Three of Haiti's largest departments are facing a major hunger crisis, some six months after Hurricane Matthew has left these communities almost completely devastated. .


About 80 percent of crops which would have normally been harvested in January and February in the affected areas were wiped out by the storm. 
Non governmental organizations and human rights advocates are now worried that the Grande-Anse, Sud and Nippes Departments could soon plunge into famine if appropriate measures are not taken by those in charge. 

The Miami Herald recently reported that the NGO Food for the Poor found 240 people, including 84 women and 62 children, living in a cave near Jérémie in Grand’Anse. The President and CEO of the organization told the Miami Herald that “they have no food. They have no water. They have no shelter. It really is a crime against humanity.” The vice president of another NGO operating in the Grande Anse department told the Herald that “I don’t want to say that there could be mass starvation right away, but we could start to see 10, 20, and 30 people at a time dying.”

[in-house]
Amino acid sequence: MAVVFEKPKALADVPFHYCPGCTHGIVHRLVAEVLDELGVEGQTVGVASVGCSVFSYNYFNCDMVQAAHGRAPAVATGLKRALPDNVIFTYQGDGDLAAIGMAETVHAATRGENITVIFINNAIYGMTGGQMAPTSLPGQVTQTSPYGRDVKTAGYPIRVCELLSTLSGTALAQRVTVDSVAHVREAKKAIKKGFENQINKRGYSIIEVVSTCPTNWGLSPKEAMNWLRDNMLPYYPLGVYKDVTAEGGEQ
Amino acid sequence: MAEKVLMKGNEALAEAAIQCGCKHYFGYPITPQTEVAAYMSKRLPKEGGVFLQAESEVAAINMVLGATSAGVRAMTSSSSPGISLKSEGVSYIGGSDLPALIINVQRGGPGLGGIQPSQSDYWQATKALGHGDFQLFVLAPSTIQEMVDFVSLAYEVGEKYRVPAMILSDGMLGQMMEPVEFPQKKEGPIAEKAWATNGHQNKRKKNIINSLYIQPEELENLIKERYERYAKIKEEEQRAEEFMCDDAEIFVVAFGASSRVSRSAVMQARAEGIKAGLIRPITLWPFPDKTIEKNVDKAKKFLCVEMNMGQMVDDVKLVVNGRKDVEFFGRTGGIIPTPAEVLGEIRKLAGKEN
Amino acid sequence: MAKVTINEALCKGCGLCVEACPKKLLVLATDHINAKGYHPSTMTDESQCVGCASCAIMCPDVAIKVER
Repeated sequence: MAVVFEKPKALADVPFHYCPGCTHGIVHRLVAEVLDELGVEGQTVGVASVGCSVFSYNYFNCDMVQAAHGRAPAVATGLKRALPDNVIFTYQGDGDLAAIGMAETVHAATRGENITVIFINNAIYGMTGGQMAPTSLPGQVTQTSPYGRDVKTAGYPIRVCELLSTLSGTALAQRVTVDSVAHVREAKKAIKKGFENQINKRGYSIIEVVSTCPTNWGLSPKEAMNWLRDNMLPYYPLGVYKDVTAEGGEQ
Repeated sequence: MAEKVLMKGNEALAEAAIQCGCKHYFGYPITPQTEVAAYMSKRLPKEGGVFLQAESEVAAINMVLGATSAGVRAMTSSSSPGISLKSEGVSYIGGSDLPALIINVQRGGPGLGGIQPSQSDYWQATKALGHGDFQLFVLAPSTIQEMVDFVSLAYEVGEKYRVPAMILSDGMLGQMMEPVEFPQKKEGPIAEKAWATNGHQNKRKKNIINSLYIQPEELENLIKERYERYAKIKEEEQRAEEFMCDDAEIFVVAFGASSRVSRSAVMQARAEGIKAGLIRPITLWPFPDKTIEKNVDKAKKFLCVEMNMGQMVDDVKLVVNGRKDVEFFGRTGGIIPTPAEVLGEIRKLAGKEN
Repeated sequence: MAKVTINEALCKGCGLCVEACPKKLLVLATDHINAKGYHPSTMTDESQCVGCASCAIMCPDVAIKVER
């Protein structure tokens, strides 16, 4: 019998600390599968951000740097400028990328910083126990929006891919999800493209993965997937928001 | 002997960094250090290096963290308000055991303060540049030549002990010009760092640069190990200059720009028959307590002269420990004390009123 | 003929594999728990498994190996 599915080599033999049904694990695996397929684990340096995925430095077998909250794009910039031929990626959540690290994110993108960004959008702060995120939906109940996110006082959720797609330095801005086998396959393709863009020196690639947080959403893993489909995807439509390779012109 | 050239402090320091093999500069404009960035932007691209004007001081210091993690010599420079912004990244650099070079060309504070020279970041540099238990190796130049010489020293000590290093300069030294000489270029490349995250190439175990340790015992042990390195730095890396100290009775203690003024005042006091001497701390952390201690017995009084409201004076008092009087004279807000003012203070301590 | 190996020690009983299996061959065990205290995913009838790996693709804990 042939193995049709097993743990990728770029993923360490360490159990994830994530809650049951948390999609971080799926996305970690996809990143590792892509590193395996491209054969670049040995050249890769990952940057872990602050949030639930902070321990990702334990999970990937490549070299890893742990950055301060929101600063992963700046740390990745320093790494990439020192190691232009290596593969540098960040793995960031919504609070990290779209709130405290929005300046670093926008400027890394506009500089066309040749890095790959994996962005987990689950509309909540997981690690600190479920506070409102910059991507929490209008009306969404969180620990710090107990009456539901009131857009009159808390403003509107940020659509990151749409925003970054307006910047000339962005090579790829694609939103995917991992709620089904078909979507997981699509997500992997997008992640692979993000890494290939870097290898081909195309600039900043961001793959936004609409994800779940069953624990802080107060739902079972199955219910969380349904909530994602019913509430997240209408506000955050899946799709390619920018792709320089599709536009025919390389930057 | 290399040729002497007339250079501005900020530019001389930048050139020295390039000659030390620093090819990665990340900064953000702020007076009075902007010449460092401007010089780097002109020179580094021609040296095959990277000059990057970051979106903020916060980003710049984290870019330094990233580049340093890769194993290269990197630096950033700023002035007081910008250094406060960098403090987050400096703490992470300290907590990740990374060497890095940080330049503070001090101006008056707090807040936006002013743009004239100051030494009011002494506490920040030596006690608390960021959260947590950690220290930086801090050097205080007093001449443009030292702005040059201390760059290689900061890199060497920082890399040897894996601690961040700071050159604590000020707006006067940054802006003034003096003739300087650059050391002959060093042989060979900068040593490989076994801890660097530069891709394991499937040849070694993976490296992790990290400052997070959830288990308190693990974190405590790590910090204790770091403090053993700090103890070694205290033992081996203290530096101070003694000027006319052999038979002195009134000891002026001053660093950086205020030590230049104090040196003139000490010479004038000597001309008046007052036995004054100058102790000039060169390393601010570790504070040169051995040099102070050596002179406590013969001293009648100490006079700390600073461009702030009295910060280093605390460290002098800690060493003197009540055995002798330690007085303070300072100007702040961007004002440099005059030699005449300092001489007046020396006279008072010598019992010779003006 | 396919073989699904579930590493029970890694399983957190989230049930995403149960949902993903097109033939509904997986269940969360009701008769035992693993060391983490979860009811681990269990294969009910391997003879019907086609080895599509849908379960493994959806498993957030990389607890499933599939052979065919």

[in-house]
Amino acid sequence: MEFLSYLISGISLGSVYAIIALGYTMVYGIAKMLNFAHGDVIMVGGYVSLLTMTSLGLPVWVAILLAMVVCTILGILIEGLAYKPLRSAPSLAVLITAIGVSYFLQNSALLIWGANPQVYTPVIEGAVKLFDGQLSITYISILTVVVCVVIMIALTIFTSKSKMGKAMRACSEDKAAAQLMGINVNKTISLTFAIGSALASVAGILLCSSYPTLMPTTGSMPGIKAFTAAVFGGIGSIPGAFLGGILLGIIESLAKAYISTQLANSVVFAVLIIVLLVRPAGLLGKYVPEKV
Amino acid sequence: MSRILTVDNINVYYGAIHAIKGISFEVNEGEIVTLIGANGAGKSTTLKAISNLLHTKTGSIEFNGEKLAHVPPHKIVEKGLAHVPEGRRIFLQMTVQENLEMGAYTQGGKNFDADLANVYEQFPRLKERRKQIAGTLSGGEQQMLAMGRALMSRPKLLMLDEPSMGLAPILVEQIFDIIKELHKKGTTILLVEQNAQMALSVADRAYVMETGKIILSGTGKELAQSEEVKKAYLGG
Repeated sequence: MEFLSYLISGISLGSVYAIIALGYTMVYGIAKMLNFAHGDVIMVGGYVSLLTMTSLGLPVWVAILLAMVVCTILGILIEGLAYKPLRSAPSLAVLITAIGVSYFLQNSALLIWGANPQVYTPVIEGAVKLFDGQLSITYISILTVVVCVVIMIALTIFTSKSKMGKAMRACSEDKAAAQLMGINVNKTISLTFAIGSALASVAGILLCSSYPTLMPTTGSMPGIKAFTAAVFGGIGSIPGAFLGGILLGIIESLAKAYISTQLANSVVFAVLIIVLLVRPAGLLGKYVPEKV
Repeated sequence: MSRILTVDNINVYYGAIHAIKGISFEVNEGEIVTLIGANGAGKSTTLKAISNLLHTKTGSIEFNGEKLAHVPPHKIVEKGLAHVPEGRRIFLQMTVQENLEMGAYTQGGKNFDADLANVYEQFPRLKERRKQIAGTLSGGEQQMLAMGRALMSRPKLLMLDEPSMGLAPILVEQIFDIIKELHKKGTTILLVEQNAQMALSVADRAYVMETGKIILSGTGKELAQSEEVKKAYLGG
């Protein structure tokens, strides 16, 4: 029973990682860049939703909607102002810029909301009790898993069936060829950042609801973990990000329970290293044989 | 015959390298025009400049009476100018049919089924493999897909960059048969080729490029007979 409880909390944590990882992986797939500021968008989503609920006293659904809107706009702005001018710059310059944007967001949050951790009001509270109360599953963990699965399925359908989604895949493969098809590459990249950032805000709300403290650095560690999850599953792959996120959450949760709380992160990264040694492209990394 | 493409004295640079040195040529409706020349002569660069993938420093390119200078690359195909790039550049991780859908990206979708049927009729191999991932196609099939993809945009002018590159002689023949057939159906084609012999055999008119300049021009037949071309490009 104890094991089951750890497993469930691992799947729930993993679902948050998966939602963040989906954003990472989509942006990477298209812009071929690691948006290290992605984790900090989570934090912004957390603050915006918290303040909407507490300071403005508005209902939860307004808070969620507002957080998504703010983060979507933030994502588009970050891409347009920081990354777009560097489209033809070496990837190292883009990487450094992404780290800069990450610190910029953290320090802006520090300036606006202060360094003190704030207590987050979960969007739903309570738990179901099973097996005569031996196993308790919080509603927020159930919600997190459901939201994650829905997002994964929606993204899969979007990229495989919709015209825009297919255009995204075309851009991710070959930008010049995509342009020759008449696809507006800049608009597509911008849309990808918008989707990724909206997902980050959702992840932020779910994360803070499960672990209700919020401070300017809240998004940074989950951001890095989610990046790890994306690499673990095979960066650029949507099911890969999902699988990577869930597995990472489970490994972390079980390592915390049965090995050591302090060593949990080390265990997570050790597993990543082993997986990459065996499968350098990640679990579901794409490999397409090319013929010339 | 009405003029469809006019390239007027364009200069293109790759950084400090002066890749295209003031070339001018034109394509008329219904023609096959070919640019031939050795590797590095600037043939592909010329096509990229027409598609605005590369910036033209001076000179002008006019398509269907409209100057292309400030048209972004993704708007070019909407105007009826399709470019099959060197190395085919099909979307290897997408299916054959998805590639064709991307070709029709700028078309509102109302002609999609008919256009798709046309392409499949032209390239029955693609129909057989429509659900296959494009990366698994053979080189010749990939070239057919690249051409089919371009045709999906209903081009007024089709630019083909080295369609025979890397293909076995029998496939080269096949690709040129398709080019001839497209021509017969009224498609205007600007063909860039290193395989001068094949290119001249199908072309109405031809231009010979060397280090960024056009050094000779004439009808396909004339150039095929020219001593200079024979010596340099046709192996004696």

The United Nations Office for the Coordination of Humanitarian Affairs (OCHA) in a March report estimates that of the 2.1 million Haitians affected by the hurricane last October, 1.4 million still don’t have enough food or safe drinking water.